Ian Telfer, Goldcorp | BCBusiness
"I pinch myself daily – for quite some time, the reality has been way ahead of the dream," says Telfer, whose wealth arrived late in life.
Self-effacing Goldcorp chair Ian Telfer, on being in the right place at the right time, and the satisfaction that comes with finding wealth late in life.
“Financial success is like being struck by lightning; it’s pure happenstance,” says Ian Telfer, chair of Vancouver-based Goldcorp Inc. “Many people work hard and have great visions, but the stars really have to line up.”
And align they most definitely did for Telfer. Over the past decade of his 30-year career in gold, the precious metal rose from $270 an ounce when he was CEO of Vancouver firm Wheaton River Minerals Ltd. to above $1,500 after that company’s 2004 merger with Goldcorp. As president and CEO of Goldcorp, he helped transform the company into the world’s second-largest gold miner, as measured by market cap (valued today at around $40 billion) and fifth in terms of gold production.
“Who knew?” he says self-effacingly, referring to the precious metal’s breathless ascent since 2001. “I would love to say I had it all cleverly worked out, but I hadn’t. I dreamt of it going to $400 because it seemed cheap at the time, but I never imagined it would go higher.”
As we lunch at Vancouver’s Il Giardino, Telfer repeatedly returns to the subject of chance. Such as how the young Torontonian squeezed into the last place in a career-altering MBA program, or how afterward he lucked out choosing a career in gold, despite knowing “shockingly little” about the geology involved.
“It’s all about which cards turned up,” continues the 65-year-old over asparagus salad, scallops and a glass of wine. “Once you have been in it for a while, you have a lot of respect for all the circumstances that play a part other than drive and determination.”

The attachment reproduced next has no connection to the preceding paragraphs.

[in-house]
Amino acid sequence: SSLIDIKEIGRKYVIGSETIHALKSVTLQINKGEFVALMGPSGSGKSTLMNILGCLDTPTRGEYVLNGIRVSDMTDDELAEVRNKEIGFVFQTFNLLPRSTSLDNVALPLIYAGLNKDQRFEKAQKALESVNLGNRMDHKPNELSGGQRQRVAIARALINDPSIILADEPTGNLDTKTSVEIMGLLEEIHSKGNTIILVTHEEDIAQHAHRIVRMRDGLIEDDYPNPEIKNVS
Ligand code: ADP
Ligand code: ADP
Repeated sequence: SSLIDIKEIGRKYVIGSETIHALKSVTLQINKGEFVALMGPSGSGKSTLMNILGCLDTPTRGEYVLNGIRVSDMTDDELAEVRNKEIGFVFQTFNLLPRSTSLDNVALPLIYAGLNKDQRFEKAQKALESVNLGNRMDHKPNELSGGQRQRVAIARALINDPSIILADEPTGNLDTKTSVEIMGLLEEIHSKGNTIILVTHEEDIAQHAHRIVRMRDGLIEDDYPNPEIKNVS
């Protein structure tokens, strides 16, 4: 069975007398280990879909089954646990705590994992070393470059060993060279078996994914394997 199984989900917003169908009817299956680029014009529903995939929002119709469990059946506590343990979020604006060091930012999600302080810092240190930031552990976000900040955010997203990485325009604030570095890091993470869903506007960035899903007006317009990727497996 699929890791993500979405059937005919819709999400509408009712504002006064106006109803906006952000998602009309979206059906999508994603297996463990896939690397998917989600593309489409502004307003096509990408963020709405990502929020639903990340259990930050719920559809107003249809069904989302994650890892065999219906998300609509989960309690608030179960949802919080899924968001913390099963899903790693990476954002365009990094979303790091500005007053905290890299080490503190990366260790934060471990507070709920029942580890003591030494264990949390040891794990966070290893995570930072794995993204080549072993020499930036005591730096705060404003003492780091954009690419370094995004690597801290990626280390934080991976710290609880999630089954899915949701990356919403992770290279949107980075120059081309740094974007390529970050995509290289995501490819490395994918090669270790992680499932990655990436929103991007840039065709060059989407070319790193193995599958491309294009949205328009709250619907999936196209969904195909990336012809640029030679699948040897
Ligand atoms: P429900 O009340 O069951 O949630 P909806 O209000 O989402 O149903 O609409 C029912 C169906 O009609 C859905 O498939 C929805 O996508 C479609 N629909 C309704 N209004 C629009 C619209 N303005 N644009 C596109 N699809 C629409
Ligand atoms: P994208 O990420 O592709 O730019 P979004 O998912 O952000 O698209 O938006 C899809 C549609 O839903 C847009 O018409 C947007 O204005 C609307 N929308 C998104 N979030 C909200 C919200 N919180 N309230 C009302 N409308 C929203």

Given his reputation as a strong negotiator, Telfer is clearly being modest. However, he does lay claim to one business asset: his ability to make people excited about gold. He points out, for example, that if you put together all the gold that has ever been mined in the world, it would only fill two Olympic swimming pools. “That’s 163,000 tonnes,” he enthuses. “So that’s how precious and exciting it is.”
Referring to his own monetary rewards, Telfer is quick to emphasize that, because wealth arrived late in life, he can think beyond his own personal gain. While it means he can now afford to split time between homes in West Vancouver, Ontario’s Muskoka Lakes and Palm Springs (where he golfs with his wife, Nancy Burke, and their two grown-up sons), Telfer puts more value on philanthropy. “I simply didn’t expect any of this financial success, so to give a huge percentage of it away doesn’t seem like that big a sacrifice,” says Telfer.
Four years ago, he donated $25 million to what is now known as the Telfer School of Management at the University of Ottawa, “returning the favour” to the alma mater that let him study for that MBA when every other institution he applied to rejected him. (The donation started with a cold call from the university to set up an endowment fund of $5,000, which he stipulated had to be awarded to the last person accepted.) With his wife, he also supports the Vancouver Playhouse and Lions Gate Hospital Foundation.
Today Telfer continues to travel extensively worldwide. (“I’m in a gentlemanly one-upmanship with a friend to reach 100 countries,” he explains. “He’s at 83 and I’m at 80.”) As chair of the World Gold Council, his main destinations are China and India, two countries whose governments invest heavily in gold to safeguard against currency fluctuations. “No matter how high the price, they are still buying it,” he says, adding that the WGC’s “biggest coup” was establishing the first gold exchange-traded fund (trading as GLD on the New York Stock Exchange), which allows people to buy gold like shares. “What we thought would be a sliver of a fee,” he adds, referring to the $60-billion-worth of gold now involved in the fund, “has now turned into serious income for the council.”
Telfer relinquished the top executive spot to become chair of Goldcorp in 2006. “Everybody talks about delegating,” he says by way of justification, “but most people can’t. I can – and it’s a wonderful thing to not continually look over people’s shoulders.” Then, with another nod to luck, Telfer quickly adds, “I pinch myself daily – for quite some time, the reality has been way ahead of the dream.”